What school districts need to know about ESSER II and other funding sources
February 24, 2021
Responsibly reopening K-12 schools is a major federal priority. Recently, Congress set aside a total of $67.8 billion to support the pandemic response in schools, including testing. This fund is called the Elementary & Secondary School Emergency Relief Fund—or, ESSER.
The U.S. Department of Education (DOE) recently provided guidance on how schools can access these funds. But the various guidelines and acronyms can be a bit confusing, so we’ve broken down the most important things school districts need to know.
What is ESSER II, and how is it different from ESSER I?
ESSER II provides schools with $54.3 billion in federal aid to support reopening. It was passed in late December as part of the Coronavirus Response and Relief Supplemental Appropriations (CRRSA) Act.
ESSER I was passed as part of the CARES Act in March of last year. There are a few important differences between the two. For instance, ESSER II also provides funding for non-public schools (like charter schools) and includes a new focus on addressing learning loss. It’s important to note that any remaining funds from ESSER I must be used before using ESSER II.
How much funding can my school receive?
At least 90% of ESSER II funding must be distributed by the state to school districts, while 10% can be reserved at the state level for emergency needs. For individual schools, that breaks down to about $1,000 per K-12 student.
The exact amount that each state receives depends on a formula that comes from the Elementary and Secondary Education Act. You can find the specific amount available for each state here.
How can the funding be used?
Broadly, ESSER funds can be used to prevent, prepare for, and respond to COVID-19. The guidelines for ESSER II are a bit more specific. The funding can be used to prepare schools for reopening, address learning loss, and for projects that improve air quality in school buildings. It’s important to note that, according to the DOE, schools have “considerable flexibility” in deciding how to best use these funds based on their individual needs.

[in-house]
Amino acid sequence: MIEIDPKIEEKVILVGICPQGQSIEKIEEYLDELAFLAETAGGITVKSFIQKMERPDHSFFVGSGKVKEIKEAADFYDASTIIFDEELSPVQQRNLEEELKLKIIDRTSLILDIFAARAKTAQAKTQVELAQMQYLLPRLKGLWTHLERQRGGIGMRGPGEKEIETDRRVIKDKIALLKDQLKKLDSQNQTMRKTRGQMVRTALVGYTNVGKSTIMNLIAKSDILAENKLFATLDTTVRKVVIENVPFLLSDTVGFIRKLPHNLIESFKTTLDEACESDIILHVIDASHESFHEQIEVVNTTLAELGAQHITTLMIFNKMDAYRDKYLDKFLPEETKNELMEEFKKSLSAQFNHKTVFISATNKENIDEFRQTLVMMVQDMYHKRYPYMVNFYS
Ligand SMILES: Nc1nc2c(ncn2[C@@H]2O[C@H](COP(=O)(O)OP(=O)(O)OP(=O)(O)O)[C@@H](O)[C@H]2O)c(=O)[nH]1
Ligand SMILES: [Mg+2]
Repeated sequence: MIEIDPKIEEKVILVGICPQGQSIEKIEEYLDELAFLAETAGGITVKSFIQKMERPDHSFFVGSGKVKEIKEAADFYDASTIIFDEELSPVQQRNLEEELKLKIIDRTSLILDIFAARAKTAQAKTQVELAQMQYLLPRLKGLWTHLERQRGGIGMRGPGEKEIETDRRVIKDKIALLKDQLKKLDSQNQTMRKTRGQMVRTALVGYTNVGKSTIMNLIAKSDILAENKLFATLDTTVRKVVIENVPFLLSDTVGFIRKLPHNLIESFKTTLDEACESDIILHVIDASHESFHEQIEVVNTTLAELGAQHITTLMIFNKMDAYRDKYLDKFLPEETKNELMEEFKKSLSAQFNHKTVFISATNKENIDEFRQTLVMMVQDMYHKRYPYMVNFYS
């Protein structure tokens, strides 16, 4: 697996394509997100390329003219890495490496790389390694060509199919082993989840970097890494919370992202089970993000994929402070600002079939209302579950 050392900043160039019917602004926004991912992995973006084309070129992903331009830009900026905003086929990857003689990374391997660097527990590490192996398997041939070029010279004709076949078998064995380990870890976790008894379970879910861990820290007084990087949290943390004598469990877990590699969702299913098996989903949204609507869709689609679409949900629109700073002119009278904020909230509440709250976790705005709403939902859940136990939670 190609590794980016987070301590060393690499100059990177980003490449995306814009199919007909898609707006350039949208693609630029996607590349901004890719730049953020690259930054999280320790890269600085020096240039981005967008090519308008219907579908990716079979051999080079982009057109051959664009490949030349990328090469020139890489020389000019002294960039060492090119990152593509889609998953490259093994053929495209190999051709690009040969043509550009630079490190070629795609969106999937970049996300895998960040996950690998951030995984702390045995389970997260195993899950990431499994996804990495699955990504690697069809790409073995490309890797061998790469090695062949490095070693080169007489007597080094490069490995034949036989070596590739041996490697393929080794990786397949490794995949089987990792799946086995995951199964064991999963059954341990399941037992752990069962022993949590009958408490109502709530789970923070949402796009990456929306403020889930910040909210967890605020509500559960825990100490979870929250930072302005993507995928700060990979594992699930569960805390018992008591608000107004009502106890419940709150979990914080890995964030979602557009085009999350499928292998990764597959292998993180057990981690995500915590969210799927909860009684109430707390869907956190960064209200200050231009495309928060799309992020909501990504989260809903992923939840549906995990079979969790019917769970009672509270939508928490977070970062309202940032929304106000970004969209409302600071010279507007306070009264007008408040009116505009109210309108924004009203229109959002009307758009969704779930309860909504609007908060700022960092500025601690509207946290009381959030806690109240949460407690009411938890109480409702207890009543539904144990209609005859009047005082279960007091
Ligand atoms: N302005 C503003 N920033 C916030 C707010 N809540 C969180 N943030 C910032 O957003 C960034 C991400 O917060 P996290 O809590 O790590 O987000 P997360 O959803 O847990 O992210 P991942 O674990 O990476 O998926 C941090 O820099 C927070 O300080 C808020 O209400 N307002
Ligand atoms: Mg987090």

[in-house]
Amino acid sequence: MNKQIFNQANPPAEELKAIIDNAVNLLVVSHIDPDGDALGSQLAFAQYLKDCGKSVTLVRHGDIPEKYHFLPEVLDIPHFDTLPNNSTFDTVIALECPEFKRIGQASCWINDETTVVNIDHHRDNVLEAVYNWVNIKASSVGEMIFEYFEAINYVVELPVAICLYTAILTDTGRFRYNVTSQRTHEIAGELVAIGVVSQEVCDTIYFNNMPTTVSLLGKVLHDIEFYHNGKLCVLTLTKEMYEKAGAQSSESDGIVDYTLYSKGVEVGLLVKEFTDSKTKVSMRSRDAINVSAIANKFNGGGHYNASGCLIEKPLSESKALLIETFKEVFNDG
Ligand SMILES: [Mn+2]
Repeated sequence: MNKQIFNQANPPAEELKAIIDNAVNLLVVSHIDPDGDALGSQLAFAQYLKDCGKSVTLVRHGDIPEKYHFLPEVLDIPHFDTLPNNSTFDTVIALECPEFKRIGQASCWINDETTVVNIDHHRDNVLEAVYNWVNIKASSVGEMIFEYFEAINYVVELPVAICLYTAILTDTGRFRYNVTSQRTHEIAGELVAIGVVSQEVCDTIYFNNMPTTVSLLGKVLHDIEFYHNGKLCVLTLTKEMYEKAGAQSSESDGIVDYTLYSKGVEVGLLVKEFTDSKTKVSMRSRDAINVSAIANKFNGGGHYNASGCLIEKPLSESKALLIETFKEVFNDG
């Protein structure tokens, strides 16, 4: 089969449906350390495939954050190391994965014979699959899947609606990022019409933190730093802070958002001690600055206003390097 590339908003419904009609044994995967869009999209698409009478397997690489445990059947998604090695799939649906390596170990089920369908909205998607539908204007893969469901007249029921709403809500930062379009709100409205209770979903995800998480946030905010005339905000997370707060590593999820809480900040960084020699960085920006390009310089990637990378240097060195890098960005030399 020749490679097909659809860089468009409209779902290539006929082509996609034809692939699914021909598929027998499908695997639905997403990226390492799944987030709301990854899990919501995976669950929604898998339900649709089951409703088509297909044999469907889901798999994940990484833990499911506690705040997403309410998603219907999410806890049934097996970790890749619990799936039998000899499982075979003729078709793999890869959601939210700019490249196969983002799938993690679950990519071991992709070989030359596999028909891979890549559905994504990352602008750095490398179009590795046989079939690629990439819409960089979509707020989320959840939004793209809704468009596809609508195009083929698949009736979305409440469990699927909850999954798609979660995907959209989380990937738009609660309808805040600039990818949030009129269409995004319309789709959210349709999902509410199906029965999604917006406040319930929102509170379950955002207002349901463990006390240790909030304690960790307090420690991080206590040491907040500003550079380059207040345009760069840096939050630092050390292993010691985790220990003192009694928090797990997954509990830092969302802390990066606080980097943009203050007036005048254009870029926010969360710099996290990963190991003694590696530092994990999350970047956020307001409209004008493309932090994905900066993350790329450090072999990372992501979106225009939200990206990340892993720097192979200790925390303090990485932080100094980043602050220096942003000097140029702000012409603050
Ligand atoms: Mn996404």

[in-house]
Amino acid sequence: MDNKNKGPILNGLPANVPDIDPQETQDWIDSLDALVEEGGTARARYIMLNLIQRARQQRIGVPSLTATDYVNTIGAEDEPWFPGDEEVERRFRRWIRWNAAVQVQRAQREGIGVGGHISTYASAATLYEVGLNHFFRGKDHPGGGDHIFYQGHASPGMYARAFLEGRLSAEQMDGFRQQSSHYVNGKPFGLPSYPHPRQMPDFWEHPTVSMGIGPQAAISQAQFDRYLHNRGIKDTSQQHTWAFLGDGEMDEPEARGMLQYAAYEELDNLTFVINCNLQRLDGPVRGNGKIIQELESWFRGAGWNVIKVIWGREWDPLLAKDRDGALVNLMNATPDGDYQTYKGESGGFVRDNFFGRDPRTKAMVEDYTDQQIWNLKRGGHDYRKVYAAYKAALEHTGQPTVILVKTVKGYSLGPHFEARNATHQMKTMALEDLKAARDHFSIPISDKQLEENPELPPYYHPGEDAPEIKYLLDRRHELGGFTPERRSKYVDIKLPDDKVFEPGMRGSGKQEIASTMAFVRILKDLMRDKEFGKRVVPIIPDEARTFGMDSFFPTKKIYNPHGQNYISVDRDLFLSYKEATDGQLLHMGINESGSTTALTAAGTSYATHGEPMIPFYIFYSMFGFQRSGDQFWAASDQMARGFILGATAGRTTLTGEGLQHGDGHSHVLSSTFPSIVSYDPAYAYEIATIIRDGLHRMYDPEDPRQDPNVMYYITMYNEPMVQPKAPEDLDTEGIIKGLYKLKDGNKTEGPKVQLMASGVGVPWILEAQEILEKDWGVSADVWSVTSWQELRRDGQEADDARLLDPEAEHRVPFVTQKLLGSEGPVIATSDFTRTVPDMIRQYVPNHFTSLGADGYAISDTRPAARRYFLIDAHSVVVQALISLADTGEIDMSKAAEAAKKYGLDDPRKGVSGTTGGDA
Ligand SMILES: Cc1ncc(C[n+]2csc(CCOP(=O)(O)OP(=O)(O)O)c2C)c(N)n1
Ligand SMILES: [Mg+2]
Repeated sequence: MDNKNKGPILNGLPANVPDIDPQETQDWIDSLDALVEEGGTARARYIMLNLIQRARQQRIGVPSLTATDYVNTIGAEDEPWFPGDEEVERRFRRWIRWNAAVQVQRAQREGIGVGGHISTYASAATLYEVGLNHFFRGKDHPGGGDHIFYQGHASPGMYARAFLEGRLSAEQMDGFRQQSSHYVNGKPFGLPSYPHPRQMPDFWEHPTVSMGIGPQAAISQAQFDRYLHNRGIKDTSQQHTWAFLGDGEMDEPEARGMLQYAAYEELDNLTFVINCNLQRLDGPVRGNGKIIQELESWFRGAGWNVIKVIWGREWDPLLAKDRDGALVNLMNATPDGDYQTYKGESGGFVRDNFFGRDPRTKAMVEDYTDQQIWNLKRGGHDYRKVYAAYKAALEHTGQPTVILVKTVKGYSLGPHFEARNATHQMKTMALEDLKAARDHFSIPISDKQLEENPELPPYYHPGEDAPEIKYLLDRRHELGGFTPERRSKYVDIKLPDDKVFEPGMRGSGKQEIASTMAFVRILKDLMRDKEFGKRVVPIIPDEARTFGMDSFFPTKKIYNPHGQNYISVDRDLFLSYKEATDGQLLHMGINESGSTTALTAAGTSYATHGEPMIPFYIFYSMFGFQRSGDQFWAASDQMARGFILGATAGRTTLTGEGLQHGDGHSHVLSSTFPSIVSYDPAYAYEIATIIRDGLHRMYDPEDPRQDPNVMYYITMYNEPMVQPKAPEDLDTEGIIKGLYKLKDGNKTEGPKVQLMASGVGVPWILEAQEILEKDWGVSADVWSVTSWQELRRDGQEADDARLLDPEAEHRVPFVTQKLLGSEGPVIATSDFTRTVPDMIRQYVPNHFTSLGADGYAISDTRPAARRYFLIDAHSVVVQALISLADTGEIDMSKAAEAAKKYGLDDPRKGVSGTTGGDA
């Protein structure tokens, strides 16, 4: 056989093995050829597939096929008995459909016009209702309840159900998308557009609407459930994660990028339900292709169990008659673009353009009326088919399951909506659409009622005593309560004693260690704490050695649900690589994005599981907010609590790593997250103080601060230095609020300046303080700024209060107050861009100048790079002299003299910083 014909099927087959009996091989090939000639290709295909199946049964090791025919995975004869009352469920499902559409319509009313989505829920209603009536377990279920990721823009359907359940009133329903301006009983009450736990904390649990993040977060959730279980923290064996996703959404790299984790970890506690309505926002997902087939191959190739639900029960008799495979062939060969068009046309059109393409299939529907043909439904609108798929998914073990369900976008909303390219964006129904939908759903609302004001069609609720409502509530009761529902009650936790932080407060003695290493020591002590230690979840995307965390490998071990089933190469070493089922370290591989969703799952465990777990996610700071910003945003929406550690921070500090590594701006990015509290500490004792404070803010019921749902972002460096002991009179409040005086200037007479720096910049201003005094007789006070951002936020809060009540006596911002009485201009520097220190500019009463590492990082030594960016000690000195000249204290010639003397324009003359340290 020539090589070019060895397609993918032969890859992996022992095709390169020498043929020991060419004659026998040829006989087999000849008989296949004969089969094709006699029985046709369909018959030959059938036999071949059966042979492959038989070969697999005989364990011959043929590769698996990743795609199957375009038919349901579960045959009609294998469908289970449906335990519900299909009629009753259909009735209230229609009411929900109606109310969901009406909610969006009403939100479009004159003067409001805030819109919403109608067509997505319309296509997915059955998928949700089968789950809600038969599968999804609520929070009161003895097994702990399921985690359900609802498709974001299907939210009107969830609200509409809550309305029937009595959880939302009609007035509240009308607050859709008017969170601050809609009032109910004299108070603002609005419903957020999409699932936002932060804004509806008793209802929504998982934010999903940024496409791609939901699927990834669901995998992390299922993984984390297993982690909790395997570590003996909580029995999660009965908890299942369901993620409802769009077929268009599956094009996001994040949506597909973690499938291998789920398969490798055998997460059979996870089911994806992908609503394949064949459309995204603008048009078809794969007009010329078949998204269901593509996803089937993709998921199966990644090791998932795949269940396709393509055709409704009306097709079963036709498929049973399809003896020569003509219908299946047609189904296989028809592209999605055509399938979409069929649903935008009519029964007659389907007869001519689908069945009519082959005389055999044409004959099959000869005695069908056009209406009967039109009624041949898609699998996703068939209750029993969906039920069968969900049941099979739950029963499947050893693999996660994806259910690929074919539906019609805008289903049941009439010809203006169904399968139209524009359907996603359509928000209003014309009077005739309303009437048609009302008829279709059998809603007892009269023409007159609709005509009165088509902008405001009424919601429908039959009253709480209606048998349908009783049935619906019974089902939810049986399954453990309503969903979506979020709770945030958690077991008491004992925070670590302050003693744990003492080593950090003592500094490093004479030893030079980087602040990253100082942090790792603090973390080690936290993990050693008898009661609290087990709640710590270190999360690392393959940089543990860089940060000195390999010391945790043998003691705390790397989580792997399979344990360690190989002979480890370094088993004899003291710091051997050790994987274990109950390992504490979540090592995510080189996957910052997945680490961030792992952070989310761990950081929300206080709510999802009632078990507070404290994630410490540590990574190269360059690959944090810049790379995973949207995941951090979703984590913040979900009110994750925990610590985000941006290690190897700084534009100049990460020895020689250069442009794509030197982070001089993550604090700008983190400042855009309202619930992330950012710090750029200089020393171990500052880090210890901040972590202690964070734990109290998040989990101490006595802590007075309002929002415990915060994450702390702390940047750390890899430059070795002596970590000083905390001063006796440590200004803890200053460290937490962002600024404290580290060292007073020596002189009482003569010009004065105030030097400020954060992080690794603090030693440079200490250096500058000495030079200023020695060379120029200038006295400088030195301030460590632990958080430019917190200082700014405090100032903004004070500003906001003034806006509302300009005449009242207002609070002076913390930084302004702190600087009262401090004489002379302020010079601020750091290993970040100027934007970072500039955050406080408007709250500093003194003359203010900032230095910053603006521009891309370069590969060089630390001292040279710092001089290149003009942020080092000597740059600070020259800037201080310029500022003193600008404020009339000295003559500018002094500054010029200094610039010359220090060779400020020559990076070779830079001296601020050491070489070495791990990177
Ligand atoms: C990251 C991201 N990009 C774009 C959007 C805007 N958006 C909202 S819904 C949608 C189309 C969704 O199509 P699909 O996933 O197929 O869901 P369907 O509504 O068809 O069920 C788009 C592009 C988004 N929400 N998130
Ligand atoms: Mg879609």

Some state agencies have provided clarification or more specific guidance for how schools can use these funds. That being said, states cannot restrict any use of ESSER funds that is permitted by the CARES act or CRRSA act.
Can ESSER II fund classroom testing?
Yes, ESSER II can generally be used to fund classroom testing. Schools should confirm program details and any limitations on covered testing with their state DOE.
One testing method used successfully by public schools in Massachusetts is called pooling. Pooling works by testing everyone in a class with a single test. If the pooled result is negative, the school can assume that no one in the class has the virus—for the cost of one test rather than dozens.
With pooling, testing costs as little as $6 per student per week. That means a twelve-week testing program would use less than 10% of the average funding available per student under ESSER II.
How do schools apply for ESSER funding?
The process varies by state, so check your state DOE website for specific application information.
What other funding sources are out there?
Besides ESSER, there’s more federal funding for school COVID-19 efforts in the pipeline.
President Biden recently announced a new effort to improve COVID-19 testing. This includes $650 million to expand testing for K-8 schools. The American Rescue Plan is also working its way through Congress, which would channel $50 billion in aid to fund testing and support school reopening. To learn more about what funding sources may be available to your school, speak to our team today.
Interested in bringing simple, affordable testing to your school district? Concentric can help!
We know that running COVID-19 testing for schools can be an overwhelming task. Our goal is to make it as simple and painless as possible. To learn more, click here to get in touch with a representative or attend an online info session.